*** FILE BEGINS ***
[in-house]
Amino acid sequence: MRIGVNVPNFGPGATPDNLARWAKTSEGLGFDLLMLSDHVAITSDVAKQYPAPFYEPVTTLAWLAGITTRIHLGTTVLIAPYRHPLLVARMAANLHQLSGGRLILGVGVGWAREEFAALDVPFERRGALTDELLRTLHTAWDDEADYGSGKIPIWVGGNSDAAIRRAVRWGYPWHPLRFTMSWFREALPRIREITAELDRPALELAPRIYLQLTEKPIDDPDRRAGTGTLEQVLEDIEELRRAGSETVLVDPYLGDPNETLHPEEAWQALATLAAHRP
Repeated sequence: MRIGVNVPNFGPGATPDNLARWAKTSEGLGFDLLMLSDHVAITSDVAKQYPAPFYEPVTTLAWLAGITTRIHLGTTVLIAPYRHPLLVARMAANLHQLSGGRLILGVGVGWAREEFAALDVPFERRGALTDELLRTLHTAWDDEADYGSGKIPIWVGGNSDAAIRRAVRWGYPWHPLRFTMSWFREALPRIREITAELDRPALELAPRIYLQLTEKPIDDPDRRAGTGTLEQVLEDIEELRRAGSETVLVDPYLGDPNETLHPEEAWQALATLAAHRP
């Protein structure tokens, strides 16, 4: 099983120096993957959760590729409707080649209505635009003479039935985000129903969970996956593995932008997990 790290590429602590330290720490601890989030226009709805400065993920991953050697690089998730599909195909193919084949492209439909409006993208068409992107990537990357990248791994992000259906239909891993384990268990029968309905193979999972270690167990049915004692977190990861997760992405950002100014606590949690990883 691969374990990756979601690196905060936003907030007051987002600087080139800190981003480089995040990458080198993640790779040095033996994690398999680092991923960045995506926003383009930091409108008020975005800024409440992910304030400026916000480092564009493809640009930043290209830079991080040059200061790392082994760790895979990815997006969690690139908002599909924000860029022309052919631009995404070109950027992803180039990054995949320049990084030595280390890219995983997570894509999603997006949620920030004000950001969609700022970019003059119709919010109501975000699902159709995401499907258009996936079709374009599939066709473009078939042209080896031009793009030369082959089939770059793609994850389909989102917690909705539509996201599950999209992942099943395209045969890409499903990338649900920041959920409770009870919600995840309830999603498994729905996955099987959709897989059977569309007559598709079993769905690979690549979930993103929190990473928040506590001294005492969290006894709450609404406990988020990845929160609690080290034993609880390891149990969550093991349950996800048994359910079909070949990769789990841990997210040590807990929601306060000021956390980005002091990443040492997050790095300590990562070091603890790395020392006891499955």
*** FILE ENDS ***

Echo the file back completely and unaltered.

[in-house]
Amino acid sequence: MRIGVNVPNFGPGATPDNLARWAKTSEGLGFDLLMLSDHVAITSDVAKQYPAPFYEPVTTLAWLAGITTRIHLGTTVLIAPYRHPLLVARMAANLHQLSGGRLILGVGVGWAREEFAALDVPFERRGALTDELLRTLHTAWDDEADYGSGKIPIWVGGNSDAAIRRAVRWGYPWHPLRFTMSWFREALPRIREITAELDRPALELAPRIYLQLTEKPIDDPDRRAGTGTLEQVLEDIEELRRAGSETVLVDPYLGDPNETLHPEEAWQALATLAAHRP
Repeated sequence: MRIGVNVPNFGPGATPDNLARWAKTSEGLGFDLLMLSDHVAITSDVAKQYPAPFYEPVTTLAWLAGITTRIHLGTTVLIAPYRHPLLVARMAANLHQLSGGRLILGVGVGWAREEFAALDVPFERRGALTDELLRTLHTAWDDEADYGSGKIPIWVGGNSDAAIRRAVRWGYPWHPLRFTMSWFREALPRIREITAELDRPALELAPRIYLQLTEKPIDDPDRRAGTGTLEQVLEDIEELRRAGSETVLVDPYLGDPNETLHPEEAWQALATLAAHRP
């Protein structure tokens, strides 16, 4: 099983120096993957959760590729409707080649209505635009003479039935985000129903969970996956593995932008997990 790290590429602590330290720490601890989030226009709805400065993920991953050697690089998730599909195909193919084949492209439909409006993208068409992107990537990357990248791994992000259906239909891993384990268990029968309905193979999972270690167990049915004692977190990861997760992405950002100014606590949690990883 691969374990990756979601690196905060936003907030007051987002600087080139800190981003480089995040990458080198993640790779040095033996994690398999680092991923960045995506926003383009930091409108008020975005800024409440992910304030400026916000480092564009493809640009930043290209830079991080040059200061790392082994760790895979990815997006969690690139908002599909924000860029022309052919631009995404070109950027992803180039990054995949320049990084030595280390890219995983997570894509999603997006949620920030004000950001969609700022970019003059119709919010109501975000699902159709995401499907258009996936079709374009599939066709473009078939042209080896031009793009030369082959089939770059793609994850389909989102917690909705539509996201599950999209992942099943395209045969890409499903990338649900920041959920409770009870919600995840309830999603498994729905996955099987959709897989059977569309007559598709079993769905690979690549979930993103929190990473928040506590001294005492969290006894709450609404406990988020990845929160609690080290034993609880390891149990969550093991349950996800048994359910079909070949990769789990841990997210040590807990929601306060000021956390980005002091990443040492997050790095300590990562070091603890790395020392006891499955």